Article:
Explicitly writing out a differential 2-form

In Tu's An Introduction to Manifolds, one question asks:

At each point $p\in \mathbb{R}^3$, define a bilinear function $\omega_p$ on $T_p(\mathbb{R}^3)$ by: $$\omega_p(\underline{a},\underline{b})=\omega_p((a^1,a^2,a^3),(b^1,b^2,b^3))=p^3(a^1b^2-a^2b^1)$$ For tangent vetors $\underline{a},\underline{b}\in T_p(\mathbb{R}^3)$, where $p^3$ is the third component of $\underline{p}=(p^1,p^2,p^3)$. Since $\omega_p$ is an alternating bilinear function on $T_p(\mathbb{R}^3)$, $\omega$ is a 2-form on $\mathbb{R}^3$. Write $\omega$ in terms of the standard basis $dx^i\wedge dx^j$ at each point.

I understand that we write this as $\omega=a_{ij}dx^i\wedge dx^j$, with $a_{ij}=\omega(e_i,e_j)$ where $e_1,e_2,e_3$ span $T_p(\mathbb{R})$. With this I find that all constants vanish apart from $a_{12}$ and $a_{21}$, which lead to: $\omega=p^3dx\wedge dy-p^3dy\wedge dx=2p^3dx\wedge dy$. In the solutions however, since an alternating function of two arguments is completely determined by its actions on $w(e_{k},e_{l}),k<l$, Tu sums only over $i<j$ leading to $\omega=p^3dx\wedge dy$.

My question is, I thought that whether or not a multilinear function is alternating, you should be able to characterise it by feeding it all possible combinations of basis elements. But it seems in this case that leads to a different answer. Why is this?

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Does it fail? As far as I can see, $\omega(e_1,e_1) = \omega(e_2,e_2) = \omega(e_3,e_3) = 0$, $\omega(e_1,e_2) = -\omega(e_2,e_1) = p^3$, $\omega(e_1,e_3)=-\omega(e_3,e_1)=0$, $\omega(e_2,e_3)=-\omega(e_3,e_2)=0$. So why do you think it fails? – celtschk Jul 14 '13 at 9:24
What I am confused about is that I get two different answers depending on whether I sum over $i<j$ or all $i,j$, as the latter leads to an extra factor of $2$. For general bilinear functions we sum over all $i,j$ (I think), so why does that fail just because the function is alternating? – Ruvi Lecamwasam Jul 14 '13 at 9:32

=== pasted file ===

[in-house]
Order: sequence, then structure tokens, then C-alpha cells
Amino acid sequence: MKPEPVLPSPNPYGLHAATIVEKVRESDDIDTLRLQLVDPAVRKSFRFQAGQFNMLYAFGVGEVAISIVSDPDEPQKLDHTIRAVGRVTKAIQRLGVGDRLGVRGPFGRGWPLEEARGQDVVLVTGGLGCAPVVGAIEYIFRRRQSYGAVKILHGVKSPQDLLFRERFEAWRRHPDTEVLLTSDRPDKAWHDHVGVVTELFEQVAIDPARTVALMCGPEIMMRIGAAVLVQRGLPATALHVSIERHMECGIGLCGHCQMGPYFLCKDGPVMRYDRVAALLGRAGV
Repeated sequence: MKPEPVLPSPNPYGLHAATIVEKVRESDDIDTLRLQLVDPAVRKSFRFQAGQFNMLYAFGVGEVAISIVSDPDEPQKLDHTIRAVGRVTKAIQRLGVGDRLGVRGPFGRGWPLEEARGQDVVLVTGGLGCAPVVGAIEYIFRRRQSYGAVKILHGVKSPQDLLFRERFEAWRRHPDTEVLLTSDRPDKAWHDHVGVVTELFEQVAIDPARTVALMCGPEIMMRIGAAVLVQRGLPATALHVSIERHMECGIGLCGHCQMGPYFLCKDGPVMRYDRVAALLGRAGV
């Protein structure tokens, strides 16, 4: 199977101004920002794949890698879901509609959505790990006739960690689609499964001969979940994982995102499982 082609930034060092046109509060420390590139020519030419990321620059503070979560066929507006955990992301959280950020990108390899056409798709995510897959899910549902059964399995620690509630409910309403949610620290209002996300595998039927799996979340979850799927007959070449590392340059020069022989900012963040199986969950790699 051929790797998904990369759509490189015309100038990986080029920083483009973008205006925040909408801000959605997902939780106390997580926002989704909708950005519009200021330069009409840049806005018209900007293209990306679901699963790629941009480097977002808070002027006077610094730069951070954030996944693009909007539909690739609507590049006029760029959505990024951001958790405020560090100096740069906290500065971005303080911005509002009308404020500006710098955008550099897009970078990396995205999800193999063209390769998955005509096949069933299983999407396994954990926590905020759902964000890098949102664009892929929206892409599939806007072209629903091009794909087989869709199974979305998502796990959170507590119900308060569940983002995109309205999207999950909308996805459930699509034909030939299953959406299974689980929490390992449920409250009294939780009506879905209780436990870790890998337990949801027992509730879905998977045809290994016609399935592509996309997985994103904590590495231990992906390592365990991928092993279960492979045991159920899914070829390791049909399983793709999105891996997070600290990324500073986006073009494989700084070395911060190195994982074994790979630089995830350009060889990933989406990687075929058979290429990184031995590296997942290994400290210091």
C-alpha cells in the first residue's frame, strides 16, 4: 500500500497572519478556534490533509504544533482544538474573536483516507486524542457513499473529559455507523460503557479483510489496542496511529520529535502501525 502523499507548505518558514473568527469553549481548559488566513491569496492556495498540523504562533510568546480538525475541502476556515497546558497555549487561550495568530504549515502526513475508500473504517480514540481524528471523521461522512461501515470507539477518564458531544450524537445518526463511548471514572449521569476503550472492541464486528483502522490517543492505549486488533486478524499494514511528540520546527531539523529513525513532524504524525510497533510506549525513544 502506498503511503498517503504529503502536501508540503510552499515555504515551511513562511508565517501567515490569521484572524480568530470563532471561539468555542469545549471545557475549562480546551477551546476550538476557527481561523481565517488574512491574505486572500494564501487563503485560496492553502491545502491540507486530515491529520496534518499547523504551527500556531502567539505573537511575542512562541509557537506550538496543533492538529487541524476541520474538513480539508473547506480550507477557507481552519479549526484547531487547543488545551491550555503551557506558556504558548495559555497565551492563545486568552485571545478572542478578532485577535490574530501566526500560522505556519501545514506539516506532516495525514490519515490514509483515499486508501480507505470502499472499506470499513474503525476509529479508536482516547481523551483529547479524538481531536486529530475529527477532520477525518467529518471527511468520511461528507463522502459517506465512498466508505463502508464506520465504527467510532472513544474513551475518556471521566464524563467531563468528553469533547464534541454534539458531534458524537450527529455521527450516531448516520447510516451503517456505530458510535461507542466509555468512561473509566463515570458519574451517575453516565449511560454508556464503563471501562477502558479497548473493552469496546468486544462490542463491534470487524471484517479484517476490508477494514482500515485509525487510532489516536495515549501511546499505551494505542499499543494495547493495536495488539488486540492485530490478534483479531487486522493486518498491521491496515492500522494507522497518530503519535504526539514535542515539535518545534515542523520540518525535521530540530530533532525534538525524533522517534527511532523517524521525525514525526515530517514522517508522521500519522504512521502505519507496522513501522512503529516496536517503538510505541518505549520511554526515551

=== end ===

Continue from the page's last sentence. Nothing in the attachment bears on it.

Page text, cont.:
The expression for $\omega$ should be $\omega = \sum_{i < j} a_{ij} dx^i \wedge dx^j$ with $a_{ij} = \omega(e_i, e_j)$ because it is $e_i \wedge e_j$ that correspond to $dx^i \wedge dx^j$, which span $\Lambda^2(T_p(\mathbb R^3))$. (The space of alternating bilinear functions is smaller (dimension-wise) than the space of bilinear functions.) – Tunococ Jul 14 '13 at 9:33
@AndrewLedesma: If you defined it with $\wedge$ it automatically is alternating. If you defined it with $\otimes$ you have to test it, but then you sum over all $ij$ anyway: $\sum_{ij}\omega(e_i,e_j) dx^i\color{red}\otimes dx^j = \sum_{i\color{blue}\le j}\omega(e_i,e_j)dx^i \color{blue}{\wedge} dx^j$. – celtschk Jul 14 '13 at 9:44
Note: The equality sign in my last comment of course only applies if it is an alternating form, of course. – celtschk Jul 14 '13 at 9:51

Note that $(a\wedge b)_{ij} = 2a_{[i}b_{j]}$ so in particular the 12 component is $a_1b_2-a_2b_1$. Therefore only one of these is needed to reconstruct both the $12$ and $21$ components. Put another way, you are not building the two form not out of usual matrices like $$\pmatrix{0 & 1 \\ 0& 0}$$ but instead ones like $$\pmatrix{0 & 1 \\ -1& 0}$$
The reason this differs from the usual bilinear approach is that we expand two-forms in terms of this latter basis $\mathrm dx_1\wedge \mathrm d x_2=- \mathrm dx_2\wedge \mathrm d x_1$ rather than the more familiar $\mathrm dx_1\otimes \mathrm d x_2 \neq \pm\mathrm dx_2\otimes \mathrm d x_1$